If you’re a devoted Friday night Netflix binge-watcher, place your TV on the adjacent wall with the sofa facing it and the hearth still in view. The fireplace can still have its shining moment with a couple of chairs turned toward each other in front of it to create a separate seating area. A bench will give the same cozy effect if your space is not quite big enough for larger plush chairs.
Those weird little recessed areas in the living room are a design feature waiting to happen. If it is next to a built-in cabinet or fireplace, creating a bookcase to “fill it in” is a visual upgrade and a storage solution at once.
If your alcove is large enough and the room is small, tuck your sofa into the space. If the living room already has plenty of room for sofas and armchairs, create a separate reading nook with a chair and table.
Smaller nooks can showcase artwork with a small gallery wall or collection of prints. Throw that potted monstera you’ve been babying into the limelight in a problematic alcove. Set an ambient LED spotlight behind it to bring the dark corner to life. The possibilities are endless.
Handle a long, narrow living room in the same way you’d handle a small boxy one. Everything is about balance.
All of the rules of breaking a long room into zones still apply here, but the room’s narrow nature requires extra care to keep walkways accessible. Smaller-scale furniture or modular pieces could make this easier and keep things from feeling cramped. Opt for a sofa and matching ottoman that can be moved rather than a full sectional.
Minimize the extreme nature of the space with complementary shapes. Emphasize vertical height as a counterpoint to the narrow length of the room. You can do this with tall mirrors and high artwork or by hanging long curtains higher than your windows.
Soften a long rectangular room by adding curves. A curved sofa, circular rugs, and rounded sculptures will all take the edge off. Consider making one of your conversational furniture groupings semi-circular to offset the harsh lines of the room. A small round coffee table will facilitate a circle of chairs around the couch.
When you do need wider pieces in the space, look for slimline shelves and tables that won’t protrude too far from the wall.
Pass-through rooms often have some of the issues mentioned above, plus an abundance of doors to decorate around. Try seeing the psychological benefit of transitional space and create a place to retreat or reset between two areas.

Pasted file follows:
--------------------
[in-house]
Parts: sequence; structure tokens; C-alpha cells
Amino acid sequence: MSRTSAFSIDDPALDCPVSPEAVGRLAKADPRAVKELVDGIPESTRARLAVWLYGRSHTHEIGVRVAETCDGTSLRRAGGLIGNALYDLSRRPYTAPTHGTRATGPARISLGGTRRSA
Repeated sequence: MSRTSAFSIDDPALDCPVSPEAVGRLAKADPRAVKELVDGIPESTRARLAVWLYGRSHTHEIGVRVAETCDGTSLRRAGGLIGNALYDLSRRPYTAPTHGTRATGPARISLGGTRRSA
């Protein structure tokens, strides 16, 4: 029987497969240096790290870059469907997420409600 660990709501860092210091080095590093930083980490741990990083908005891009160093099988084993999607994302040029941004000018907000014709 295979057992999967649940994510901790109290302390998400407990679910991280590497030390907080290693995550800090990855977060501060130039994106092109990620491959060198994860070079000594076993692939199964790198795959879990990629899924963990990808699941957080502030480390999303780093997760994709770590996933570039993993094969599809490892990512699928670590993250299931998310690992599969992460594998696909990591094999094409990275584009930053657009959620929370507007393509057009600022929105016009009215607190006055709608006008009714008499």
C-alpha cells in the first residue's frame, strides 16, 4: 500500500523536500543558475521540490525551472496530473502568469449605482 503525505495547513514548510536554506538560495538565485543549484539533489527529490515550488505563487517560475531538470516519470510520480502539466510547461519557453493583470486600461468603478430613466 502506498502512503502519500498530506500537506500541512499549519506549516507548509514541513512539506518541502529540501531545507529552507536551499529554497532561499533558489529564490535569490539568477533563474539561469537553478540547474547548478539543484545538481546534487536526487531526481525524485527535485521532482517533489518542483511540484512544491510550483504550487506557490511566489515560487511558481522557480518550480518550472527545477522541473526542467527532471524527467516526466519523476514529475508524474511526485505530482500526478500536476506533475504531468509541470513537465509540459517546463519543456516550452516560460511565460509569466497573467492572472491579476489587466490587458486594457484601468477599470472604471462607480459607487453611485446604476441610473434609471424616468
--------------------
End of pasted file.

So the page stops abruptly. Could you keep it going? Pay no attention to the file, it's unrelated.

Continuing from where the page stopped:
Consider how traffic needs to move in this room. Make sure walkways stay clear as you place furnishings. Can closets be opened fully and views enjoyed from the windows? Would a tighter furniture arrangement make for more ease of movement?
Don’t line the small amount of wall space you have with furniture unless there’s no other option. Floating that sofa with a rug to ground your activity zone makes a small space feel larger. It also gives purpose to a confusing multi-purpose room.
If you must place furniture against a window, try to use low-profile pieces. The more natural light your space gets, the larger your room feels.
Rooms with odd entrances and doors may require creative furniture ideas, like a swivel chair that sits in a corner but can still turn to face the couch or TV.
Smaller-scale, modular pieces of furniture pulled closer together can create separate zones while working in a tight space. Smaller sofas or chairs can be pulled together more closely, then rolled out of the walkway after movie night.
If your living room is the equivalent of a hallway with lots of traffic, you may need an organizational console to keep it tidy and functional. A slim console table or shoe cabinet near one of the doors can be your home’s catch-all and keep the space clutter-free.
It’s time to take control of that awkward living room layout and reshape the space to fit your needs. Here’s to making that awkward living room more liveable!
Photo Credit: (Left) House Beautiful